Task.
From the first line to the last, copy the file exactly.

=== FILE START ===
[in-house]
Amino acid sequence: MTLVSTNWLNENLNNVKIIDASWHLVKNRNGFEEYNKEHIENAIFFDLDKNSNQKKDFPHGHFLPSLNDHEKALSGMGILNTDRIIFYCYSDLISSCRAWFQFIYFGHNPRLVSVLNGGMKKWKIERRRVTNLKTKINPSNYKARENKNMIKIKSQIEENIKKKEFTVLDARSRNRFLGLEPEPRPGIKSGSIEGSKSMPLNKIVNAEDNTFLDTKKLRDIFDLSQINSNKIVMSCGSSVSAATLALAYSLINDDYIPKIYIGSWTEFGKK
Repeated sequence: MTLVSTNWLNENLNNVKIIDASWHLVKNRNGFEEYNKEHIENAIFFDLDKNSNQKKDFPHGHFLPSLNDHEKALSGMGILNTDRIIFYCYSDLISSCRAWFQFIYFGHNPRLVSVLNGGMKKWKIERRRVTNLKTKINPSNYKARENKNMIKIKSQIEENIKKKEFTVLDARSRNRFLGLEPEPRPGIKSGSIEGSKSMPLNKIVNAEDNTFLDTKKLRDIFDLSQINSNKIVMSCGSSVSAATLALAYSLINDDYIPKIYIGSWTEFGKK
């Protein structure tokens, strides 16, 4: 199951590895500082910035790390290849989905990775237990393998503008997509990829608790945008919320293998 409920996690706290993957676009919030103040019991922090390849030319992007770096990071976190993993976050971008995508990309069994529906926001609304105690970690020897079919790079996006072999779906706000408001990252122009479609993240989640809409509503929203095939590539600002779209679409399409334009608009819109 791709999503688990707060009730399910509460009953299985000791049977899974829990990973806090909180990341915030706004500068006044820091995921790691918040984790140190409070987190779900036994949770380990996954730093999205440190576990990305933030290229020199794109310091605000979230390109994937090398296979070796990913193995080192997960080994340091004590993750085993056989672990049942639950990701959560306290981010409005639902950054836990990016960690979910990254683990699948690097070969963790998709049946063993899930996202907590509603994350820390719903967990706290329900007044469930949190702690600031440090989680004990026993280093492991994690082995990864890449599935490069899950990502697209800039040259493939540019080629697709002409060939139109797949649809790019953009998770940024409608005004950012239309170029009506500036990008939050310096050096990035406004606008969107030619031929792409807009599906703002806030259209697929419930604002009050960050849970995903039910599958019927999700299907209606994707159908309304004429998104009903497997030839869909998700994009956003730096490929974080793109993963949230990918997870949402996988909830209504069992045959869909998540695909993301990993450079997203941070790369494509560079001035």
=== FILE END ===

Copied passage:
[in-house]
Amino acid sequence: MTLVSTNWLNENLNNVKIIDASWHLVKNRNGFEEYNKEHIENAIFFDLDKNSNQKKDFPHGHFLPSLNDHEKALSGMGILNTDRIIFYCYSDLISSCRAWFQFIYFGHNPRLVSVLNGGMKKWKIERRRVTNLKTKINPSNYKARENKNMIKIKSQIEENIKKKEFTVLDARSRNRFLGLEPEPRPGIKSGSIEGSKSMPLNKIVNAEDNTFLDTKKLRDIFDLSQINSNKIVMSCGSSVSAATLALAYSLINDDYIPKIYIGSWTEFGKK
Repeated sequence: MTLVSTNWLNENLNNVKIIDASWHLVKNRNGFEEYNKEHIENAIFFDLDKNSNQKKDFPHGHFLPSLNDHEKALSGMGILNTDRIIFYCYSDLISSCRAWFQFIYFGHNPRLVSVLNGGMKKWKIERRRVTNLKTKINPSNYKARENKNMIKIKSQIEENIKKKEFTVLDARSRNRFLGLEPEPRPGIKSGSIEGSKSMPLNKIVNAEDNTFLDTKKLRDIFDLSQINSNKIVMSCGSSVSAATLALAYSLINDDYIPKIYIGSWTEFGKK
């Protein structure tokens, strides 16, 4: 199951590895500082910035790390290849989905990775237990393998503008997509990829608790945008919320293998 409920996690706290993957676009919030103040019991922090390849030319992007770096990071976190993993976050971008995508990309069994529906926001609304105690970690020897079919790079996006072999779906706000408001990252122009479609993240989640809409509503929203095939590539600002779209679409399409334009608009819109 791709999503688990707060009730399910509460009953299985000791049977899974829990990973806090909180990341915030706004500068006044820091995921790691918040984790140190409070987190779900036994949770380990996954730093999205440190576990990305933030290229020199794109310091605000979230390109994937090398296979070796990913193995080192997960080994340091004590993750085993056989672990049942639950990701959560306290981010409005639902950054836990990016960690979910990254683990699948690097070969963790998709049946063993899930996202907590509603994350820390719903967990706290329900007044469930949190702690600031440090989680004990026993280093492991994690082995990864890449599935490069899950990502697209800039040259493939540019080629697709002409060939139109797949649809790019953009998770940024409608005004950012239309170029009506500036990008939050310096050096990035406004606008969107030619031929792409807009599906703002806030259209697929419930604002009050960050849970995903039910599958019927999700299907209606994707159908309304004429998104009903497997030839869909998700994009956003730096490929974080793109993963949230990918997870949402996988909830209504069992045959869909998540695909993301990993450079997203941070790369494509560079001035």